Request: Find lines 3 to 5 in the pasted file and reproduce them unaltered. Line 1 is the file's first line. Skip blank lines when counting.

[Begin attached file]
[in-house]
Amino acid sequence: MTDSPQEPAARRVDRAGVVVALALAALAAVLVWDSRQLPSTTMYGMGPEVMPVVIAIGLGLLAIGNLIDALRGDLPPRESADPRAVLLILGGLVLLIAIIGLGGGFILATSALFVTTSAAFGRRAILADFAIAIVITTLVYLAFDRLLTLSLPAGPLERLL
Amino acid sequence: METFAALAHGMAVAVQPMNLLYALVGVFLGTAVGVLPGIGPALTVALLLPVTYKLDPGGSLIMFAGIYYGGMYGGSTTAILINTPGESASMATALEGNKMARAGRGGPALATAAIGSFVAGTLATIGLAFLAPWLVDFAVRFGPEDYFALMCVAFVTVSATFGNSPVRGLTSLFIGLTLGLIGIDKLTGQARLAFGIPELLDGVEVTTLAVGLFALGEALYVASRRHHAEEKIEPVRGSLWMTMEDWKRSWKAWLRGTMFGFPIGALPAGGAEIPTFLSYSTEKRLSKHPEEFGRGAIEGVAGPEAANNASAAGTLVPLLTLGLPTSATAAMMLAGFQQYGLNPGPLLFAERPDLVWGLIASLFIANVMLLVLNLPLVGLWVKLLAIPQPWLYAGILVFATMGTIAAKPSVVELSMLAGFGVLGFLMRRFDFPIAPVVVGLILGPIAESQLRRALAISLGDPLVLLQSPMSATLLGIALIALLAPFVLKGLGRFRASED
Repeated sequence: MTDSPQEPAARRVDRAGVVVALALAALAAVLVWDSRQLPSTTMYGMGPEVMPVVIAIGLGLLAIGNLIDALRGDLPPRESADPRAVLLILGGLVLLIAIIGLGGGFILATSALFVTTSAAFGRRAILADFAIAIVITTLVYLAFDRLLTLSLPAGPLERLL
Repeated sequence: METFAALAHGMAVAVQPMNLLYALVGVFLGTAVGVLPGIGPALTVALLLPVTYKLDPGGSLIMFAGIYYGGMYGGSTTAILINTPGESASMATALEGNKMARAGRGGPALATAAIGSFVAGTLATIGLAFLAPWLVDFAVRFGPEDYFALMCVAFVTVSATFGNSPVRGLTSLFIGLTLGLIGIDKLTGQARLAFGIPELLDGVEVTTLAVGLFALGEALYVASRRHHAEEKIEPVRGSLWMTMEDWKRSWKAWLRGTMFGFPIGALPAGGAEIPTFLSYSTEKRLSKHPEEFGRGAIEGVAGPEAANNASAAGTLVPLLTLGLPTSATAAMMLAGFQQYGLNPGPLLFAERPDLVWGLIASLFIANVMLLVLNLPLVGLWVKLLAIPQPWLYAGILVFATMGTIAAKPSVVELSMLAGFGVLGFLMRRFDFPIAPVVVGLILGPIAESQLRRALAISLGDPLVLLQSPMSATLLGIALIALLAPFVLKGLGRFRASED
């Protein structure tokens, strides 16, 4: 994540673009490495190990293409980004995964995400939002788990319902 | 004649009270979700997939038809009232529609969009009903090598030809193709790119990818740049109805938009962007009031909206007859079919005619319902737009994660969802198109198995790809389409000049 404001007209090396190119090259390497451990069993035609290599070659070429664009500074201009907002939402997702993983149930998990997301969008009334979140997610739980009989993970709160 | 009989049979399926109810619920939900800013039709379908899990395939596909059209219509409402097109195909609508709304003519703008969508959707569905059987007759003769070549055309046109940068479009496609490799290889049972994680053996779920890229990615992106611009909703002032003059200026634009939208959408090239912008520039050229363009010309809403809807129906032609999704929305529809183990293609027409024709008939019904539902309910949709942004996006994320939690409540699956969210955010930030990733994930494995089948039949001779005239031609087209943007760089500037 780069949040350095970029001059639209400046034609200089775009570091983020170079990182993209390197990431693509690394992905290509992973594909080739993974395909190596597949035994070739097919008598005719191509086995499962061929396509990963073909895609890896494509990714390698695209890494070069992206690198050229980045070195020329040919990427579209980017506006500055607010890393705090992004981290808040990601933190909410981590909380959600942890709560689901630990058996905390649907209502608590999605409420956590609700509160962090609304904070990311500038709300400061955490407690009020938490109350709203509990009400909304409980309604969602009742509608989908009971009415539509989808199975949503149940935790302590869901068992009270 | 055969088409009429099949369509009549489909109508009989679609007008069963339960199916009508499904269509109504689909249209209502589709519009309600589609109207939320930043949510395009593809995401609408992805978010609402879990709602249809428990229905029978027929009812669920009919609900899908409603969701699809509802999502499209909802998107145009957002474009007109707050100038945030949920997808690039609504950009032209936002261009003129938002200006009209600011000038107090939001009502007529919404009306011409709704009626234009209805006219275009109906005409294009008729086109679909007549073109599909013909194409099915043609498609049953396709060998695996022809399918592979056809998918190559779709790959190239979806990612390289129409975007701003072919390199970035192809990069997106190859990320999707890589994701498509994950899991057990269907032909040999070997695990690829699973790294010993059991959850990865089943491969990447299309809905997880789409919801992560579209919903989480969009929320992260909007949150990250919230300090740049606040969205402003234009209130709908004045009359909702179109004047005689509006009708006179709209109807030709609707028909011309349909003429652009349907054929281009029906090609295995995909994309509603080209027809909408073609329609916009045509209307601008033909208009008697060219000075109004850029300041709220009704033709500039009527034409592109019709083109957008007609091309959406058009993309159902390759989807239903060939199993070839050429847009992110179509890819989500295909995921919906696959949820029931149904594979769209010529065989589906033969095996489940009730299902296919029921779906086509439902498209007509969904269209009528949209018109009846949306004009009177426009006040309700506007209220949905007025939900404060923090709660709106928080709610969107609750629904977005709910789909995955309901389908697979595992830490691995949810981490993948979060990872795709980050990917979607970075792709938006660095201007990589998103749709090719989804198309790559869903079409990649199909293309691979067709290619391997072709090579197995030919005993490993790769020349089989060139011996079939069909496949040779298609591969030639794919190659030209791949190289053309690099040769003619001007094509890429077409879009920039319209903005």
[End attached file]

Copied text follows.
Amino acid sequence: METFAALAHGMAVAVQPMNLLYALVGVFLGTAVGVLPGIGPALTVALLLPVTYKLDPGGSLIMFAGIYYGGMYGGSTTAILINTPGESASMATALEGNKMARAGRGGPALATAAIGSFVAGTLATIGLAFLAPWLVDFAVRFGPEDYFALMCVAFVTVSATFGNSPVRGLTSLFIGLTLGLIGIDKLTGQARLAFGIPELLDGVEVTTLAVGLFALGEALYVASRRHHAEEKIEPVRGSLWMTMEDWKRSWKAWLRGTMFGFPIGALPAGGAEIPTFLSYSTEKRLSKHPEEFGRGAIEGVAGPEAANNASAAGTLVPLLTLGLPTSATAAMMLAGFQQYGLNPGPLLFAERPDLVWGLIASLFIANVMLLVLNLPLVGLWVKLLAIPQPWLYAGILVFATMGTIAAKPSVVELSMLAGFGVLGFLMRRFDFPIAPVVVGLILGPIAESQLRRALAISLGDPLVLLQSPMSATLLGIALIALLAPFVLKGLGRFRASED
Repeated sequence: MTDSPQEPAARRVDRAGVVVALALAALAAVLVWDSRQLPSTTMYGMGPEVMPVVIAIGLGLLAIGNLIDALRGDLPPRESADPRAVLLILGGLVLLIAIIGLGGGFILATSALFVTTSAAFGRRAILADFAIAIVITTLVYLAFDRLLTLSLPAGPLERLL
Repeated sequence: METFAALAHGMAVAVQPMNLLYALVGVFLGTAVGVLPGIGPALTVALLLPVTYKLDPGGSLIMFAGIYYGGMYGGSTTAILINTPGESASMATALEGNKMARAGRGGPALATAAIGSFVAGTLATIGLAFLAPWLVDFAVRFGPEDYFALMCVAFVTVSATFGNSPVRGLTSLFIGLTLGLIGIDKLTGQARLAFGIPELLDGVEVTTLAVGLFALGEALYVASRRHHAEEKIEPVRGSLWMTMEDWKRSWKAWLRGTMFGFPIGALPAGGAEIPTFLSYSTEKRLSKHPEEFGRGAIEGVAGPEAANNASAAGTLVPLLTLGLPTSATAAMMLAGFQQYGLNPGPLLFAERPDLVWGLIASLFIANVMLLVLNLPLVGLWVKLLAIPQPWLYAGILVFATMGTIAAKPSVVELSMLAGFGVLGFLMRRFDFPIAPVVVGLILGPIAESQLRRALAISLGDPLVLLQSPMSATLLGIALIALLAPFVLKGLGRFRASED